Recent Reads

London Bookstall
Reading, reading, reading!
Image (c) Deliciously Fictitious.

Been doing a lot of reading lately, and a lot of writing – mostly short fiction for my Masters. Admittedly this has led me to be somewhat remiss on the reviewing front. (Sad face.)

A quick recap, then, of some of the books I’ve read in the past few weeks:

The Fifth Child by Doris Lessing – a pithy novella with elements of magic realism, about a family struggling to raise a child who appears inhuman. The book focuses on the mother’s internal fight between revulsion and duty. Well-written and easy to devour in a sitting.

The Wild Girl by Kate Forsyth – haunting historical fiction, about the love affair between Wilhelm Grimm and his next door neighbour Dortchen Wild, who told him many of the stories that were to become Grimms’ Folk Tales. Following on from her historical fiction/fantasy blend Bitter Greens (a retelling of Rapunzel, which I reviewed here), Forsyth artfully combines research and imagination in a dark tale with a beautiful silver lining.

Pattern Recognition by William Gibson – one of my first forays into ‘Speculative’ (or Science) Fiction, although in many ways it’s quite mainstream. This is the story of Cayce Pollard, a ‘cool hunter’ with an unusual physical sensitivity to branding. Her skills and her obsession with an internet phenomenon known as ‘the footage’ lead her into a detective story in which she becomes the hunted. A page turner with some unusual and worthwhile aspects.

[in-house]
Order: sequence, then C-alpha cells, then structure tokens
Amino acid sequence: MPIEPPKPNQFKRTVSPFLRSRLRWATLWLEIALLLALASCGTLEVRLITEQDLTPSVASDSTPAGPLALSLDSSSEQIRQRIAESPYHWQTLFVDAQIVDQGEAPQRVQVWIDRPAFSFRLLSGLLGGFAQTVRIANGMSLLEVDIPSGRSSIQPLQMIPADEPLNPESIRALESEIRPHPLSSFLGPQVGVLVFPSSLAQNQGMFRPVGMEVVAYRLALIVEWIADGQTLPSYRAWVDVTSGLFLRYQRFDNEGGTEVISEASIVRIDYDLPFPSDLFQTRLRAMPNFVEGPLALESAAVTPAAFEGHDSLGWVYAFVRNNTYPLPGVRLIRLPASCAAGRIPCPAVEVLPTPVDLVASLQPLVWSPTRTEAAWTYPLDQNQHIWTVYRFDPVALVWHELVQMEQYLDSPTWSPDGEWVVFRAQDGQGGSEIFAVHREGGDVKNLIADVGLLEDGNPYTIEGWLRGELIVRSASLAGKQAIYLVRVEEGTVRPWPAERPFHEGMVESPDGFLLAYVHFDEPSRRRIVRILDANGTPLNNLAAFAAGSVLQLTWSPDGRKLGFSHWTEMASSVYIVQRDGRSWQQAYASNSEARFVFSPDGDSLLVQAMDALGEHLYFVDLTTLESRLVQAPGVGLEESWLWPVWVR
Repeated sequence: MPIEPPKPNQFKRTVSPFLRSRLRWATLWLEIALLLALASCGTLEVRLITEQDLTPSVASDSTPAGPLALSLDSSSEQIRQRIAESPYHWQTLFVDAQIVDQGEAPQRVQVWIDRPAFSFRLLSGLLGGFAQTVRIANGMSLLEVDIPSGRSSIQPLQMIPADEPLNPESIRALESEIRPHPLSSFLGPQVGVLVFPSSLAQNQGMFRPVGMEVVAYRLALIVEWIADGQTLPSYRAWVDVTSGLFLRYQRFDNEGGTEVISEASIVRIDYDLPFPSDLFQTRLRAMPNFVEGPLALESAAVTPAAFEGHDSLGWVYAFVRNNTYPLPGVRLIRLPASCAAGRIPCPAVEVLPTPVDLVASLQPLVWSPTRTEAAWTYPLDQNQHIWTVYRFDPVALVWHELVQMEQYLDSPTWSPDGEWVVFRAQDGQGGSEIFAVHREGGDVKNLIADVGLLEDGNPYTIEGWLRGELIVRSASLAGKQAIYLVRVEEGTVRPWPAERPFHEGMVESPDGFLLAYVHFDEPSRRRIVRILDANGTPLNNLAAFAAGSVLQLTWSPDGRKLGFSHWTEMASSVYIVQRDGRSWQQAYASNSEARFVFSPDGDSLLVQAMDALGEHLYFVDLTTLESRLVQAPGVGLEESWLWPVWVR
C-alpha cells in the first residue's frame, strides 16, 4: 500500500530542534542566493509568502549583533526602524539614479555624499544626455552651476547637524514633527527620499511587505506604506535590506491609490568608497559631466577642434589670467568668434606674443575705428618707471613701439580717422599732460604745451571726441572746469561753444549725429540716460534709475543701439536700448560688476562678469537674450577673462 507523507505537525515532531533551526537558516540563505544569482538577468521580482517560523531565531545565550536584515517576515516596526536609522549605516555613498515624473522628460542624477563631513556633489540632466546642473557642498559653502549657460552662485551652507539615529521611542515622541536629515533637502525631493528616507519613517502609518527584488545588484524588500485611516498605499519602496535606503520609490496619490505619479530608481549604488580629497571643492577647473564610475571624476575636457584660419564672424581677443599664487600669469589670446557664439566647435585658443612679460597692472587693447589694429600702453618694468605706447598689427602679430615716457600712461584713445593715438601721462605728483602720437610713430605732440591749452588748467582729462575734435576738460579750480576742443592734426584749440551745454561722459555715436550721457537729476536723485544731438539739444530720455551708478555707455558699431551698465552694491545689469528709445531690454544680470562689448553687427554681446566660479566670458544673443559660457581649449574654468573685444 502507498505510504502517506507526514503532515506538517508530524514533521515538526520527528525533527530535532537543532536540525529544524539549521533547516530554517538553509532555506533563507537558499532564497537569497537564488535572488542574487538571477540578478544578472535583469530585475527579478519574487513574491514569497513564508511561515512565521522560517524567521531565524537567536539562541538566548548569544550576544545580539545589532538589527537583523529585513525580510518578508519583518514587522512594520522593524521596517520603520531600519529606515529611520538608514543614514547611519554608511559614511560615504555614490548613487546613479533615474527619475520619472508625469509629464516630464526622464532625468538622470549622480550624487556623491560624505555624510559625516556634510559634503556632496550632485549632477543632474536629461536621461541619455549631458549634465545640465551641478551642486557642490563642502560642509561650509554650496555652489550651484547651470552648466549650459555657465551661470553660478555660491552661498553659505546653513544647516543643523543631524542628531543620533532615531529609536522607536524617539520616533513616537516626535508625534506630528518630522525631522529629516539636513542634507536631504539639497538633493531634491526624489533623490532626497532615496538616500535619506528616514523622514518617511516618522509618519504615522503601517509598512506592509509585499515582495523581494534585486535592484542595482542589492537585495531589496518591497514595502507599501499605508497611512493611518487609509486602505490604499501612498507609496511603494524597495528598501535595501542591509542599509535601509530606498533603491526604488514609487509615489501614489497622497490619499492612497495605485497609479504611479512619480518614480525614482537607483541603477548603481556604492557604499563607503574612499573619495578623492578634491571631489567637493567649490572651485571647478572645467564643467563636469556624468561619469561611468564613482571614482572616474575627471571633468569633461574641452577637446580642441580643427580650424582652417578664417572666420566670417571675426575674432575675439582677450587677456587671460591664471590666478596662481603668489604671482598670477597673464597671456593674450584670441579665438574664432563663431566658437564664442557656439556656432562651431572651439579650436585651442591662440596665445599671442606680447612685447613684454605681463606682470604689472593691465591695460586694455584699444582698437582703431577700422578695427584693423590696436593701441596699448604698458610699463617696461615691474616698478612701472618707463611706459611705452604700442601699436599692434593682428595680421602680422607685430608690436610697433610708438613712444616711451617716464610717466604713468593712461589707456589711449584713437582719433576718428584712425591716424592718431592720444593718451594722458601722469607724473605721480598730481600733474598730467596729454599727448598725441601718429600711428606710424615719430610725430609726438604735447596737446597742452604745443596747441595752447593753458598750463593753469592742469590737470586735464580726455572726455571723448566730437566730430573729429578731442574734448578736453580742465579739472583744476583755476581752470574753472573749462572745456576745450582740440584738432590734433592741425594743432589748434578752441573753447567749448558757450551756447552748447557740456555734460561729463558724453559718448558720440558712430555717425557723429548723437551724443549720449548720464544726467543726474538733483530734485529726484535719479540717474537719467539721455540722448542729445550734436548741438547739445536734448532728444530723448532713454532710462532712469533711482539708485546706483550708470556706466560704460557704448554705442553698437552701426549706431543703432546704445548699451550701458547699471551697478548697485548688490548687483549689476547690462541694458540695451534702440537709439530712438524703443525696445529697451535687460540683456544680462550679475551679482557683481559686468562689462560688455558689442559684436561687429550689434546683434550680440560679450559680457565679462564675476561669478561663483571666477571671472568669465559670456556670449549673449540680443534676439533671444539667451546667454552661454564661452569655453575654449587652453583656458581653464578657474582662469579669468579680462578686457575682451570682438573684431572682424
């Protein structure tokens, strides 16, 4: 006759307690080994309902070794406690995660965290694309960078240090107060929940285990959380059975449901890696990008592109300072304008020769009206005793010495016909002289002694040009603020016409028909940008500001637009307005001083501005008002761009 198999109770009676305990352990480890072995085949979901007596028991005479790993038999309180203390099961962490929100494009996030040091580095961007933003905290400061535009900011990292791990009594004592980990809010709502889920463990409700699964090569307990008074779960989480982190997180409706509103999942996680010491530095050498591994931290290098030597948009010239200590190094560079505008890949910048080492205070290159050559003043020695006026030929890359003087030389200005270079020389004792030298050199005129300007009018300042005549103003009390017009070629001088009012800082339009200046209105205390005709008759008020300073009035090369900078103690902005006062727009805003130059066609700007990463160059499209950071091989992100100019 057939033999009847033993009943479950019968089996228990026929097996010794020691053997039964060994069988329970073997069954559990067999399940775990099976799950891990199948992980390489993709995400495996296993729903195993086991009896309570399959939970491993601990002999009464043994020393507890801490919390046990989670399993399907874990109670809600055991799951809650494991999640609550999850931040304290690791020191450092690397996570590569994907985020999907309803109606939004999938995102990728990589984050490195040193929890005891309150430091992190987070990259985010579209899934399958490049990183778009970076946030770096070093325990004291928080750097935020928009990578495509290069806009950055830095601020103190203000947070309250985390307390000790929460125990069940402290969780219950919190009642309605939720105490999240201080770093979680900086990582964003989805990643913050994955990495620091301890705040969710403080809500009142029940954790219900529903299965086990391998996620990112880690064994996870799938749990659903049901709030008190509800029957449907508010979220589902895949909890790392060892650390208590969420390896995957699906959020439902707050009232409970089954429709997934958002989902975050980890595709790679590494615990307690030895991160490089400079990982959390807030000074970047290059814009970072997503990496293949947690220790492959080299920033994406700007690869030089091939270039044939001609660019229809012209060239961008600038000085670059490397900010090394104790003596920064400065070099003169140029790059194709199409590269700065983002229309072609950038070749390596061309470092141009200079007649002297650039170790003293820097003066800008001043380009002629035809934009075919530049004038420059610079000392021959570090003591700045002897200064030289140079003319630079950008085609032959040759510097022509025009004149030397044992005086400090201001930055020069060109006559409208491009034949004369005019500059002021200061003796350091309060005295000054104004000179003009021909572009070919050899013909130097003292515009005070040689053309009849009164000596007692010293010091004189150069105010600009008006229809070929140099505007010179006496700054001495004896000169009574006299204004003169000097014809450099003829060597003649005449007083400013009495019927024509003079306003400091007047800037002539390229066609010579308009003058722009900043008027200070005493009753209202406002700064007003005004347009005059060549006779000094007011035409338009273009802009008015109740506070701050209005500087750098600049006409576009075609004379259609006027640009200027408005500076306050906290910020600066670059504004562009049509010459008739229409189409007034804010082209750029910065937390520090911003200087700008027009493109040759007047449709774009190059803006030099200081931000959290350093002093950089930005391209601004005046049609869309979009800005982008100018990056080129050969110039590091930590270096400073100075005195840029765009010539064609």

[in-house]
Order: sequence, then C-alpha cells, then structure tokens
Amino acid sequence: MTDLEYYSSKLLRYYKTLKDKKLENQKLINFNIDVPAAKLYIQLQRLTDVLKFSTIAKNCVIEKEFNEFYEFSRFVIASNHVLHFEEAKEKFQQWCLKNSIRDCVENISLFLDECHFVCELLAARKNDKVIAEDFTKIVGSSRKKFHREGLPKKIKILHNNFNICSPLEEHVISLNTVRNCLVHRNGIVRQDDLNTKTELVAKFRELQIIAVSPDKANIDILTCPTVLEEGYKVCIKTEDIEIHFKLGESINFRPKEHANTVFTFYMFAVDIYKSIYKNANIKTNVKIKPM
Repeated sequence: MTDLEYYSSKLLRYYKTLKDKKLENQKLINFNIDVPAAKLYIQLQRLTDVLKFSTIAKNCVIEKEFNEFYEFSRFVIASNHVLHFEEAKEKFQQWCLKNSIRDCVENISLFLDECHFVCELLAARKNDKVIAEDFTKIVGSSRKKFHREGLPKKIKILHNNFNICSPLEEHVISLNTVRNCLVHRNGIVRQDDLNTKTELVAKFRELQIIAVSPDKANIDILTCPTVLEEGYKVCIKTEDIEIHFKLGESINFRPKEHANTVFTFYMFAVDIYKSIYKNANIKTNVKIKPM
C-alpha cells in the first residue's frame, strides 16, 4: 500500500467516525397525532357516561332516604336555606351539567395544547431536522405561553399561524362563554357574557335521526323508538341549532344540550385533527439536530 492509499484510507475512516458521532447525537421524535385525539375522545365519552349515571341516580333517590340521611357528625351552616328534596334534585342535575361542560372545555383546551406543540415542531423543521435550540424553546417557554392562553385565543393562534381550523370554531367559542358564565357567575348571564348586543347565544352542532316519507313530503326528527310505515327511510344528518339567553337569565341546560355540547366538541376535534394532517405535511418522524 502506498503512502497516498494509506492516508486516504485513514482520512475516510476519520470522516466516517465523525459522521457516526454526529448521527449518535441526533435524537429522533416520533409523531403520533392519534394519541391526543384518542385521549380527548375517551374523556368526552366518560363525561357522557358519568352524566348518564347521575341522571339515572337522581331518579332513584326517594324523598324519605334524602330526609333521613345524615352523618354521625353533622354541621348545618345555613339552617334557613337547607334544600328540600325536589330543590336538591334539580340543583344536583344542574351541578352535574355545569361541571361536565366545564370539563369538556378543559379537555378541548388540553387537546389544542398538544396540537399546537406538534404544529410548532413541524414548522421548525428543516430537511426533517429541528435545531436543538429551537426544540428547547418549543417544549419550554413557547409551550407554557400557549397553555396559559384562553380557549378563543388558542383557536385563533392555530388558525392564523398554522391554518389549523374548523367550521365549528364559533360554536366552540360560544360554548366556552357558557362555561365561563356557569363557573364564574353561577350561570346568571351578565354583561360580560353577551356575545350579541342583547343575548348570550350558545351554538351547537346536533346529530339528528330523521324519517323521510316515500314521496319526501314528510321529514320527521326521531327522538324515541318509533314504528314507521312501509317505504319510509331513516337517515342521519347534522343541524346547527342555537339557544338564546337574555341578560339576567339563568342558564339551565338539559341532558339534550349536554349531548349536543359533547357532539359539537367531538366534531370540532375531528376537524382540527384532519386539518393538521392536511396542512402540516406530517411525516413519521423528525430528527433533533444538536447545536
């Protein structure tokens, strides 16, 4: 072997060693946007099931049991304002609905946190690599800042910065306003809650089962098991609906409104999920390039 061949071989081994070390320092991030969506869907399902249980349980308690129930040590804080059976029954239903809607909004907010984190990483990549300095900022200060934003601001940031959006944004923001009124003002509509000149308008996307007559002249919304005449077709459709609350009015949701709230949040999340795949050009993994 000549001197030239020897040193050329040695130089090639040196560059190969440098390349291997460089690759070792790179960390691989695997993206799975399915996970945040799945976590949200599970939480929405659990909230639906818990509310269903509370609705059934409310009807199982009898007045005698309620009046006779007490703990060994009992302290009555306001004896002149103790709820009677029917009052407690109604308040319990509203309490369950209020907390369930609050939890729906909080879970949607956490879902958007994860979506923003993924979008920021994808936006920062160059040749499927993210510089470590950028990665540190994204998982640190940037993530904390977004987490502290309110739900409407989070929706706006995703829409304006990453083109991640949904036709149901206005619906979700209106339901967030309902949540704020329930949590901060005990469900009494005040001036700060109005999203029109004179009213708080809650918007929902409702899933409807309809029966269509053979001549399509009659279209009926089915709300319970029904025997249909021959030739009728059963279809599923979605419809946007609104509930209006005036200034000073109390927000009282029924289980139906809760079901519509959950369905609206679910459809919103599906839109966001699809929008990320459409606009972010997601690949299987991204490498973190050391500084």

The Spare Room by Helen Garner – written as fiction, though largely autobiographical, this is the story of a woman’s struggle to support and care for a friend in the final throes of terminal cancer. Garner owns the full range of emotion this leads to – from love, to cynicism to blind rage. A thoughtful, human, read.

Joe Cinque’s Consolation by Helen Garner – the gripping non fictional account of the 1997 trials of two Canberra law students – Anu Singh and Madhavi Rao – accused of murdering Singh’s boyfriend Joe Cinque. The book recreates Garner’s perceptions of the trials, and her blossoming friendship with Cinque’s parents. I found this difficult to put down.

The Mystery of The Cleaning Lady by Sue Woolfe – I’ve already written a little about this one here. It’s a fascinating account of author Woolfe’s investigations into the neuroscience behind creativity, as a means of curing her writer’s block on her manuscript The Secret Cure. A great story in and of itself, it also gives some interesting and (I think) very valuable insights into her original approach to the teaching (and practice) of creative writing.

For those who’d like to know more, I’ll try and get some more detailed reviews up over the next few weeks.

~ DF

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